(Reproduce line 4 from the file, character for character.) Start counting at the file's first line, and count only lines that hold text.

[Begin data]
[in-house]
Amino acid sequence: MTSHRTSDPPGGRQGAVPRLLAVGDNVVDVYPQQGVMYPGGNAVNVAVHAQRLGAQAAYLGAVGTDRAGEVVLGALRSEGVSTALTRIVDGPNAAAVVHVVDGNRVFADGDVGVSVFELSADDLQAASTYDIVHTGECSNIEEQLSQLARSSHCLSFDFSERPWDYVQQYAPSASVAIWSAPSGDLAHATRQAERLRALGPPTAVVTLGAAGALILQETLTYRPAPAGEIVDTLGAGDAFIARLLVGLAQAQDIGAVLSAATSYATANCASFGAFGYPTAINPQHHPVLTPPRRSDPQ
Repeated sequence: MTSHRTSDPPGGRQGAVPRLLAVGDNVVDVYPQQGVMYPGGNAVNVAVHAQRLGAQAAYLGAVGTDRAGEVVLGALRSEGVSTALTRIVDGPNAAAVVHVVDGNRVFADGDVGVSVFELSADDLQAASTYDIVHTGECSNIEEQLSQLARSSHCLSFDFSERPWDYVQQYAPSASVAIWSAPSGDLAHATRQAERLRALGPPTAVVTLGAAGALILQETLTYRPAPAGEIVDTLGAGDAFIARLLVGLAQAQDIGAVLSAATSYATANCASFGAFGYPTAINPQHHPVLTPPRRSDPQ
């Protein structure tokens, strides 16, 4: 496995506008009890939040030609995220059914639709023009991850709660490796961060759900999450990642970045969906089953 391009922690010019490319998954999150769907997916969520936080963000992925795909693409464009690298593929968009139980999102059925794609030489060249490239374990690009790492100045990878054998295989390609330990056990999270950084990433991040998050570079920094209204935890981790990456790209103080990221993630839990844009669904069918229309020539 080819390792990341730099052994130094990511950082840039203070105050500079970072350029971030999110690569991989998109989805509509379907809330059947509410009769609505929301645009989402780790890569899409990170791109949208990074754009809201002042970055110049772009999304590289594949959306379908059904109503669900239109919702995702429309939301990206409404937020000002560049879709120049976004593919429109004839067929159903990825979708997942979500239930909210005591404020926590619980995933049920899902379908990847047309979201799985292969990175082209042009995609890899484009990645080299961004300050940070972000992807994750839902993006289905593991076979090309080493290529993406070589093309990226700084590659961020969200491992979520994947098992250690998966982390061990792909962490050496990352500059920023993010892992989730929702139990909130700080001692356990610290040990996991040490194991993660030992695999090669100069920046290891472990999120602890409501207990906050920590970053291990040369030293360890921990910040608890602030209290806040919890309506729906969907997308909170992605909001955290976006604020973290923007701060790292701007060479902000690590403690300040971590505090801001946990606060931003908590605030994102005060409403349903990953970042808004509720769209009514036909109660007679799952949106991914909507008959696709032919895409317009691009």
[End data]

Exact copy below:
């Protein structure tokens, strides 16, 4: 496995506008009890939040030609995220059914639709023009991850709660490796961060759900999450990642970045969906089953 391009922690010019490319998954999150769907997916969520936080963000992925795909693409464009690298593929968009139980999102059925794609030489060249490239374990690009790492100045990878054998295989390609330990056990999270950084990433991040998050570079920094209204935890981790990456790209103080990221993630839990844009669904069918229309020539 080819390792990341730099052994130094990511950082840039203070105050500079970072350029971030999110690569991989998109989805509509379907809330059947509410009769609505929301645009989402780790890569899409990170791109949208990074754009809201002042970055110049772009999304590289594949959306379908059904109503669900239109919702995702429309939301990206409404937020000002560049879709120049976004593919429109004839067929159903990825979708997942979500239930909210005591404020926590619980995933049920899902379908990847047309979201799985292969990175082209042009995609890899484009990645080299961004300050940070972000992807994750839902993006289905593991076979090309080493290529993406070589093309990226700084590659961020969200491992979520994947098992250690998966982390061990792909962490050496990352500059920023993010892992989730929702139990909130700080001692356990610290040990996991040490194991993660030992695999090669100069920046290891472990999120602890409501207990906050920590970053291990040369030293360890921990910040608890602030209290806040919890309506729906969907997308909170992605909001955290976006604020973290923007701060790292701007060479902000690590403690300040971590505090801001946990606060931003908590605030994102005060409403349903990953970042808004509720769209009514036909109660007679799952949106991914909507008959696709032919895409317009691009």